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Eddie Lee from Funktronic Labs talked about the production of a very interesting VR-project Cosmic Trip. It’s a lovely take on RTS genre in VR with stylised visuals, beautiful animation and engaging gameplay. The game was actually created with the help of Unity. In this post Eddie tells us how his team managed to do it.
Hey there! I run a game studio in Los Angeles called Funktronic Labs. Previously to starting the company, I was a graphics programmer at a studio in Japan called Q-Games. It was there where I worked on the PixelJunk series and met kalin, who help cofound Funktronic Labs.
Our team currently consists of three programmers and two artists. We’ve been running the studio for over two years now, and our focus has always been to deliver creative interactive experiences through technology. Prior to developing Cosmic Trip, we’ve released a game called Nova-111, which is a creative mix of real-time and turn-based mechanics. Since then, we’ve have fully transitioned to developing VR experiences.
Mixing VR with Strategy Mechanics
Our entire dev team are huge fans of the RTS genre, especially during its Golden Age when titles such as Starcraft, C&C, Warcraft and alike reigned supreme. We were all bummed to see the genre as a whole fade away into MOBAs and tower defenses, and we shared a dream of bringing the spirit of RTS gameplay onto the VR platform.
The initial concept of merging VR and RTS together was a bit hard for us to wrap our head around. Mostly due to the fact that in standard RTS games, you sort of expect the camera to be in an isometric God-view over your play-area. Furthermore, we cannot really pull from pre-existing “standard” interactions in RTS gameplay (such as mouse click-and-drag, multiselect, right-click to move, etc) as they do not transfer to VR’s motion controls.
We really wanted the experience to feel “VR-native”, which means to be fully in first-person view, on the battle floor building your base and commanding your troops.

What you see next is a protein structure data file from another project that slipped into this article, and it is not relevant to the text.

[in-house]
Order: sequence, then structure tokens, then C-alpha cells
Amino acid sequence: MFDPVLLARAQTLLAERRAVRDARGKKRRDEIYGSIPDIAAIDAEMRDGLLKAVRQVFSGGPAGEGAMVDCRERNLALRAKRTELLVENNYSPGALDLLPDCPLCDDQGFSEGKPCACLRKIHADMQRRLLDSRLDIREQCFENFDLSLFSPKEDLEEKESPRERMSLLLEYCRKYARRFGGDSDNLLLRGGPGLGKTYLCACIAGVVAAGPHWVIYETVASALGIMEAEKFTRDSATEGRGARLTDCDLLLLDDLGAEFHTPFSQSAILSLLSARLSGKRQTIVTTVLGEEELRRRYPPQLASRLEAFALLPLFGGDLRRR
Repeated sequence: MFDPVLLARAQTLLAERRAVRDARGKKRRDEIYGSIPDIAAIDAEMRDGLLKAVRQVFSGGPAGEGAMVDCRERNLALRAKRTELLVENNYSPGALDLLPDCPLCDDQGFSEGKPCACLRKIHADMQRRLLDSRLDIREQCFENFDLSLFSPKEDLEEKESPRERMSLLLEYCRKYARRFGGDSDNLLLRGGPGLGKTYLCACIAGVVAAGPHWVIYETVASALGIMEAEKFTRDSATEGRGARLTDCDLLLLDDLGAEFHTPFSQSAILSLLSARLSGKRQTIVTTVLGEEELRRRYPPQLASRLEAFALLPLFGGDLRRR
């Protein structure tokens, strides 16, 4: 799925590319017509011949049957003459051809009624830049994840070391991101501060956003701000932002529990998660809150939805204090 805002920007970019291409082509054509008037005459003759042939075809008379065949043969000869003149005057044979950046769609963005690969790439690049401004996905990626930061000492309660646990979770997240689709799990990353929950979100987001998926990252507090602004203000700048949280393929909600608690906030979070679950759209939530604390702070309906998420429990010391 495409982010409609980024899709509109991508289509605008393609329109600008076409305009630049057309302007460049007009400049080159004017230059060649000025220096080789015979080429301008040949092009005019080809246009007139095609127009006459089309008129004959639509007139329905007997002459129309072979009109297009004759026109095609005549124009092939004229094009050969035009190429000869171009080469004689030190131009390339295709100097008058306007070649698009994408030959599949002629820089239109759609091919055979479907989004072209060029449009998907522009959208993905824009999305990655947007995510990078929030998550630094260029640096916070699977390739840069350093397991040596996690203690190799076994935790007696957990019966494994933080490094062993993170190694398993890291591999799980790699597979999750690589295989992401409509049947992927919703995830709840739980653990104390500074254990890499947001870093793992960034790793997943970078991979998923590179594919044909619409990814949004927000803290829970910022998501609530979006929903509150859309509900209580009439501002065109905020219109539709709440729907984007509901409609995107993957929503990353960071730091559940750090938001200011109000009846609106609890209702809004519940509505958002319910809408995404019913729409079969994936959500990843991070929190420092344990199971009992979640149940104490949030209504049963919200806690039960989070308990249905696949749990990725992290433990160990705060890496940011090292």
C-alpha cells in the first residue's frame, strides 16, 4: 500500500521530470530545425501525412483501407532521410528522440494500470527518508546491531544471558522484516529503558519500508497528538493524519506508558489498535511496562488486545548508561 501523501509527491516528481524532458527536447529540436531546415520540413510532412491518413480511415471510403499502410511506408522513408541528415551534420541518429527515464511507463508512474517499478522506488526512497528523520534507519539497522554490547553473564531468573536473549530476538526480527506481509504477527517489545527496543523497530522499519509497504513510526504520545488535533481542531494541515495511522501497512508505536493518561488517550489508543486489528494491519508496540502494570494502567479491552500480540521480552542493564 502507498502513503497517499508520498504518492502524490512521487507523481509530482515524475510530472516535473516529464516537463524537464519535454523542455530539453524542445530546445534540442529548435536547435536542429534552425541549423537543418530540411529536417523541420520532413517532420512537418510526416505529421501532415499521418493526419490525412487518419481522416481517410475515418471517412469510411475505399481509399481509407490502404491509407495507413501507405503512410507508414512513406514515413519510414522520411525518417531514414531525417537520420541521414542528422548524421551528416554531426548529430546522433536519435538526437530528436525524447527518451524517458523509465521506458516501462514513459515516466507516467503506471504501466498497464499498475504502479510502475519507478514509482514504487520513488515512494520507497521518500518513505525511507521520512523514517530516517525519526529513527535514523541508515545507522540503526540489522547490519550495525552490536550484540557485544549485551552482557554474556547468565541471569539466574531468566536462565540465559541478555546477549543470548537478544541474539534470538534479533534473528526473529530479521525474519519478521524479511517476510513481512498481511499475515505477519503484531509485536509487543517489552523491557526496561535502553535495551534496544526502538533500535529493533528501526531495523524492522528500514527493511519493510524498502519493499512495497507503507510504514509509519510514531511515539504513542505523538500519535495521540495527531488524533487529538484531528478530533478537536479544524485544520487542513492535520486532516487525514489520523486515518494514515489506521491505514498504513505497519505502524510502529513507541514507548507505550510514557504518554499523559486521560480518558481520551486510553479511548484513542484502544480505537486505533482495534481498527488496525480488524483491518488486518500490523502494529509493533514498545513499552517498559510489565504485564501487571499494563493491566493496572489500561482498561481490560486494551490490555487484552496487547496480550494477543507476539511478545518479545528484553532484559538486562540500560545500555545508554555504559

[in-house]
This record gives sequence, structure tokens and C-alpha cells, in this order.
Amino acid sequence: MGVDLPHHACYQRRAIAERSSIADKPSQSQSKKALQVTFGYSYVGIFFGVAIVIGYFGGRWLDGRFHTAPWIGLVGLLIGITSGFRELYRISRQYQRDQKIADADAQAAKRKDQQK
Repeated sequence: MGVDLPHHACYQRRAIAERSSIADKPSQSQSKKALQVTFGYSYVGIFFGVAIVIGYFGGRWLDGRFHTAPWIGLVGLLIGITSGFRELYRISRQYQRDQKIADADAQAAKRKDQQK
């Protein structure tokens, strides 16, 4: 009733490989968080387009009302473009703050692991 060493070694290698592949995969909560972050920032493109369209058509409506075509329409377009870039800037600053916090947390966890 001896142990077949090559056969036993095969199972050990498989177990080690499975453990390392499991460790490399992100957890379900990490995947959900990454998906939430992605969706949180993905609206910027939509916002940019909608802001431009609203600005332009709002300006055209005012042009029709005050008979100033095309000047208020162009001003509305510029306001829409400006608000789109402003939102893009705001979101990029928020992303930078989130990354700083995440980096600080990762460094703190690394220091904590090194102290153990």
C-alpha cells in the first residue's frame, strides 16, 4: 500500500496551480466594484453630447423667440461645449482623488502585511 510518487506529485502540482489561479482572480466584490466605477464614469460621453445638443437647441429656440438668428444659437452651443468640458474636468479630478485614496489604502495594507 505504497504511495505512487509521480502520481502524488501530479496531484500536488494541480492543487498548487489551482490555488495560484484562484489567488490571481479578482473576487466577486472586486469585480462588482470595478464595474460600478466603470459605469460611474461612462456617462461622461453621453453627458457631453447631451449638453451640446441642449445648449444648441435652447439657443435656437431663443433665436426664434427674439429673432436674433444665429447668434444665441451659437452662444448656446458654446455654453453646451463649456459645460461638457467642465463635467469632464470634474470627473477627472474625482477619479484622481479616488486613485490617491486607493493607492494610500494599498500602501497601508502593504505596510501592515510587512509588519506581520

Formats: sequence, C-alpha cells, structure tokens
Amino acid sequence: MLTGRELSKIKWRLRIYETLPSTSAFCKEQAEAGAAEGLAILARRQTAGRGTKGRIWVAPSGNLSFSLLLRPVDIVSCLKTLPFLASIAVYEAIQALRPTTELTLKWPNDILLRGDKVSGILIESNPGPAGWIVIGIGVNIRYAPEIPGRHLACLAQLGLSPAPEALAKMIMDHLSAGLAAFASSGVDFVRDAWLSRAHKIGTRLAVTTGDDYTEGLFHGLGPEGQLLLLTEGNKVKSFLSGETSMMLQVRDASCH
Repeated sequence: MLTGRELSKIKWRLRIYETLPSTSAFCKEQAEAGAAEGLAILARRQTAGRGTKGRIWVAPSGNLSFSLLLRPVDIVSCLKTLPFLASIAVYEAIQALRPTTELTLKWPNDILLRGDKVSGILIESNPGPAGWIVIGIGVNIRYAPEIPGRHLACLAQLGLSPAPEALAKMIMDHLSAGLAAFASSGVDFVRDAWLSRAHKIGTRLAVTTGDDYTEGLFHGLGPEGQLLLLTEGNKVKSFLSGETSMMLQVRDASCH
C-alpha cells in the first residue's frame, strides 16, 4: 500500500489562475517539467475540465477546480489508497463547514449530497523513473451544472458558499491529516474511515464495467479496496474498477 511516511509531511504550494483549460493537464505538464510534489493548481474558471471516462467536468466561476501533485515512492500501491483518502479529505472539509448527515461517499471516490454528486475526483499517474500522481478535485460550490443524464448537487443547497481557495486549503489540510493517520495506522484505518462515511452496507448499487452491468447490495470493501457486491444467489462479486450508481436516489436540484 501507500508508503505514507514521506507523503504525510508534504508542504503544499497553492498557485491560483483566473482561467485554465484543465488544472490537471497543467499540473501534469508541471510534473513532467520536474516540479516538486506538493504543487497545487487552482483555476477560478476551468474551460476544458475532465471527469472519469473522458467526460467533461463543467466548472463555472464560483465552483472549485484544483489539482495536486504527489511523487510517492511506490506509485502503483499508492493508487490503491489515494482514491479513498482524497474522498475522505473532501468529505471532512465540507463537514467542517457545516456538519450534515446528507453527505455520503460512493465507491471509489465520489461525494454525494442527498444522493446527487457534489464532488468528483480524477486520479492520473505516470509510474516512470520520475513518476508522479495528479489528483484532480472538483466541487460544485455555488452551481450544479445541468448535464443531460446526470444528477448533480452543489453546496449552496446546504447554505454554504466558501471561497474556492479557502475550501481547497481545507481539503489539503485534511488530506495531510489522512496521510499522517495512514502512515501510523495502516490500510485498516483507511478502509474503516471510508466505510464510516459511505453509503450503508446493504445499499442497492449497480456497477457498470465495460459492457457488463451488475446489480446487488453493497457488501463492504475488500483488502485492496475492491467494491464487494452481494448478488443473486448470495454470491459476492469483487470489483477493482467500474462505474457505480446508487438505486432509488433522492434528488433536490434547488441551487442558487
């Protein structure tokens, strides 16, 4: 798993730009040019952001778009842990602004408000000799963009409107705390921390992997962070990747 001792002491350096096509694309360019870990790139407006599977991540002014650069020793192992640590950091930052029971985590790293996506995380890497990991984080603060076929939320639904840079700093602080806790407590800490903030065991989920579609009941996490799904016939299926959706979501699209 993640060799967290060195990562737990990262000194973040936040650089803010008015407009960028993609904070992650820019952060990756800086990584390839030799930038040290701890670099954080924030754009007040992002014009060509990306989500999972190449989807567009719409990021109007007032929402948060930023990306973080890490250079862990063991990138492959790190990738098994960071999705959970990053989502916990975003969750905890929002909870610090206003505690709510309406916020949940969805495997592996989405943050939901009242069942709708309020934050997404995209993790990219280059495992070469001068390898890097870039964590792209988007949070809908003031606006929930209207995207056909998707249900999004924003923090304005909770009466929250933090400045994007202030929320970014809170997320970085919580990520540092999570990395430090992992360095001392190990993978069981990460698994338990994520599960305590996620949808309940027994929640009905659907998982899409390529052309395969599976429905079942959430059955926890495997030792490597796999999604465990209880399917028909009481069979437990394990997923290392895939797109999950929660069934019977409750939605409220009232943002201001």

Looking for a Perfect Gameplay
VR is definitely exciting because it has introduced this entirely new motion-controlled interface paradigm, and developers are unsure what do with it! The main problem is that there are not any “accepted” interactions that you can expect the player to understand, because nobody has really even tried VR! Standard UI/UX such as double-clicks, swipes, do not apply in VR.
So what most developers are doing is to design interactions around “natural” movements — such as throwing, catching, pulling, pushing, grabbing, etc — and I think it is the right way to go about it. It is not like the mouse or keyboard where actions are abstracted to mouse clicks or button presses. Because within VR, you can finally DO the interactions fully and physically, and that opens up a whole new wonderful world in game design.
Our aesthetic goal for Cosmic Trip was for it to have a charming retro vibe. We asked ourselves — what would it look like if Pixar and Nintendo attempted to make a VR game set in space. For visuals, we took visual inspiration from product designs of the 60s and 70s, which has very shiny colored-plastic surfaces interlaced with sun-damaged white surfaces. Our concept artist Taz Dodge did a great job in ushering the retro design into our robots and structures.
Furthermore, what better definition of the 60/70s than its iconic music? We’ve instructed our musician Emeen to imagine what the music would sound like if the guitarist David Gilmour (of Pink Floyd) was by your side in space, interpreting your actions with crooning guitar solos. And he did just that! Who doesn’t like dope guitar solos?
We are using Unity to produce Cosmic Trip. There is a general fallacy within game-devs that games made in Unity all look the same. Sure, if you use the default skybox, with the default models and materials, they will all start to look similar. But if you have a stylized art direction paired with a good technical artist, you can truly achieve pretty much any look you want.